Idiotic things such as playful pats, tickling, or discussing anything at all sexual with a child can be thought of as sexual molestation now-a-days.  Just as adults can joke around about sexual matters without really being sexually erotic, so too can adults joke and engage in horseplay with children that is in some sense sexual, but not erotic, thus not molestation.  Unfortunately, many teachers and others who work around children are going to jail for the most ridiculous excuses of child molestation imaginable due to the fanatical sickness of what one might call pedophileophobia.  A sex offender used to mean a rapist and not usually much less, perhaps indecent exposure or a voyeur, but now it just anything that could possibly be perceived as having any air of sexuality.  Sex offender registries are busting that the seams, not because there are more criminals, but because of the forever widening definitions of sexual offenses.

Hysteria magnifies things and causes over reactions which often end in tragedy:

On Nov. 28, 2002, 2-year-old Abigail Rae died by drowning in a village pond in England. Her death is currently stirring debate because the ongoing inquest revealed an explosive fact. A man passing by was afraid to guide the lost child to safety because he feared being labeled "a pervert."

In the article "Day of the dad: pedophilia hysteria leaves men afraid to help," The Telegraph raises a question that applies equally to North America. Have high profile cases of pedophilia created such public hysteria that the average decent human being, especially a man, is now reluctant to approach a child in need?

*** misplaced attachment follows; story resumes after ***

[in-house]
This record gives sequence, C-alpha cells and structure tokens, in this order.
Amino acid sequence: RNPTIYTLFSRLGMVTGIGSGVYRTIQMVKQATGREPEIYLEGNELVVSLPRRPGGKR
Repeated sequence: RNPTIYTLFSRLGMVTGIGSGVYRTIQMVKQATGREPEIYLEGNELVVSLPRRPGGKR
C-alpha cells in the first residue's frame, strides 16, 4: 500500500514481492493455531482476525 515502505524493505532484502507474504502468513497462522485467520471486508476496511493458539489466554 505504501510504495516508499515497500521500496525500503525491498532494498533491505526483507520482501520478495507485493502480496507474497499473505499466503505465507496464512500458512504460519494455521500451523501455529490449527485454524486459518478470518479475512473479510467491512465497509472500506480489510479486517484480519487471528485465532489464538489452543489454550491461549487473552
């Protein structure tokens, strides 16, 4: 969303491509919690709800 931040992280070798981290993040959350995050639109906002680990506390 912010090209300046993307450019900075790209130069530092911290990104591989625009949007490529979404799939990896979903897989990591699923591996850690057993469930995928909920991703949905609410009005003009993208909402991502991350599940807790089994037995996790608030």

Consider what happened to Abby. The toddler wandered from her nursery school, Ready Teddy Go, through a door left open. A bricklayer named Clive Peachey drove past her in his truck. At the inquest, he stated, "I kept thinking I should go back. The reason I didn't was because I thought people might think I was trying to abduct her."

Instead, he assured himself that the parents must be "driving around" and would find her.

A few minutes thereafter, Abby fatally fell into an algae-covered pond. Meanwhile, the nursery staff searched. When the mother noticed the staff near her home, she was told they were looking for a "lost dog" but the truth soon emerged. The frantic mother's search ended when she leaped into the pond to fish out what she thought was Abby's shoe.

She stated, "As I grabbed for the shoe, I missed and was shocked to touch what felt like a leg. I pulled the leg upwards." The dead child emerged.

Abby's case may be extreme but it hinges on a question that commonly confronts everyone who interacts with other people's children. Is it possible to touch a child in a non-abusive manner without risking terrible repercussions?

Before moving to this question, however, it is necessary to consider a related issue that arises in almost every discussions of Abby. Is Clive Peachey legally or morally responsible for her death?

For several reasons, I argue that he is not. First and foremost, the responsibility lies with the nursery staff who became her guardians. Abby was in no immediate danger when Peachey saw her and he contacted the police upon later hearing a 'missing child' report.